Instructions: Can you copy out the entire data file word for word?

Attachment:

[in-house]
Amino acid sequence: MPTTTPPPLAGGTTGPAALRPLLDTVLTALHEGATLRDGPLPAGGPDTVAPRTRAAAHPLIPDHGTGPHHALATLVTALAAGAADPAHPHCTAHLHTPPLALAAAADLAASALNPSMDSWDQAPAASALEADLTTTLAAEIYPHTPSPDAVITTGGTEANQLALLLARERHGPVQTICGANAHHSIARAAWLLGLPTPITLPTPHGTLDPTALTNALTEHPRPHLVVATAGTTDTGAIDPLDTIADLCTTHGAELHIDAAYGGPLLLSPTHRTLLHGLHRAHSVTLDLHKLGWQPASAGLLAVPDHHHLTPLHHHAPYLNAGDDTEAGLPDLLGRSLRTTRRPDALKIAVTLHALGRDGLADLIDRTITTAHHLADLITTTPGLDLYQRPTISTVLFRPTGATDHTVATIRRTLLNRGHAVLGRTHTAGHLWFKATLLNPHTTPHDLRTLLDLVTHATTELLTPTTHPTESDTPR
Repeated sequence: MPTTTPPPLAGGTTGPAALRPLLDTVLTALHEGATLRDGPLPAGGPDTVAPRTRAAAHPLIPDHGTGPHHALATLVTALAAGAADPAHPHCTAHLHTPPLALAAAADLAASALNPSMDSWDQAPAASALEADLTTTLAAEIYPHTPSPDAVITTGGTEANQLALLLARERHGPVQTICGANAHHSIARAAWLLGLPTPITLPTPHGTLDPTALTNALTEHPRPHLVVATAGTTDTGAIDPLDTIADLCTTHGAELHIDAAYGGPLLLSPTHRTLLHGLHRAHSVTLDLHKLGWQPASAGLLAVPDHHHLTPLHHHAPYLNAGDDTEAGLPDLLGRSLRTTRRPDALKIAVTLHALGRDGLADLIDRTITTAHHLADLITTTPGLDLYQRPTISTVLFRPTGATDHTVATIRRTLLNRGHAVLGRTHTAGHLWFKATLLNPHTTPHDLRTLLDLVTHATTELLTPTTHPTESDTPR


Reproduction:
[in-house]
Amino acid sequence: MPTTTPPPLAGGTTGPAALRPLLDTVLTALHEGATLRDGPLPAGGPDTVAPRTRAAAHPLIPDHGTGPHHALATLVTALAAGAADPAHPHCTAHLHTPPLALAAAADLAASALNPSMDSWDQAPAASALEADLTTTLAAEIYPHTPSPDAVITTGGTEANQLALLLARERHGPVQTICGANAHHSIARAAWLLGLPTPITLPTPHGTLDPTALTNALTEHPRPHLVVATAGTTDTGAIDPLDTIADLCTTHGAELHIDAAYGGPLLLSPTHRTLLHGLHRAHSVTLDLHKLGWQPASAGLLAVPDHHHLTPLHHHAPYLNAGDDTEAGLPDLLGRSLRTTRRPDALKIAVTLHALGRDGLADLIDRTITTAHHLADLITTTPGLDLYQRPTISTVLFRPTGATDHTVATIRRTLLNRGHAVLGRTHTAGHLWFKATLLNPHTTPHDLRTLLDLVTHATTELLTPTTHPTESDTPR
Repeated sequence: MPTTTPPPLAGGTTGPAALRPLLDTVLTALHEGATLRDGPLPAGGPDTVAPRTRAAAHPLIPDHGTGPHHALATLVTALAAGAADPAHPHCTAHLHTPPLALAAAADLAASALNPSMDSWDQAPAASALEADLTTTLAAEIYPHTPSPDAVITTGGTEANQLALLLARERHGPVQTICGANAHHSIARAAWLLGLPTPITLPTPHGTLDPTALTNALTEHPRPHLVVATAGTTDTGAIDPLDTIADLCTTHGAELHIDAAYGGPLLLSPTHRTLLHGLHRAHSVTLDLHKLGWQPASAGLLAVPDHHHLTPLHHHAPYLNAGDDTEAGLPDLLGRSLRTTRRPDALKIAVTLHALGRDGLADLIDRTITTAHHLADLITTTPGLDLYQRPTISTVLFRPTGATDHTVATIRRTLLNRGHAVLGRTHTAGHLWFKATLLNPHTTPHDLRTLLDLVTHATTELLTPTTHPTESDTPR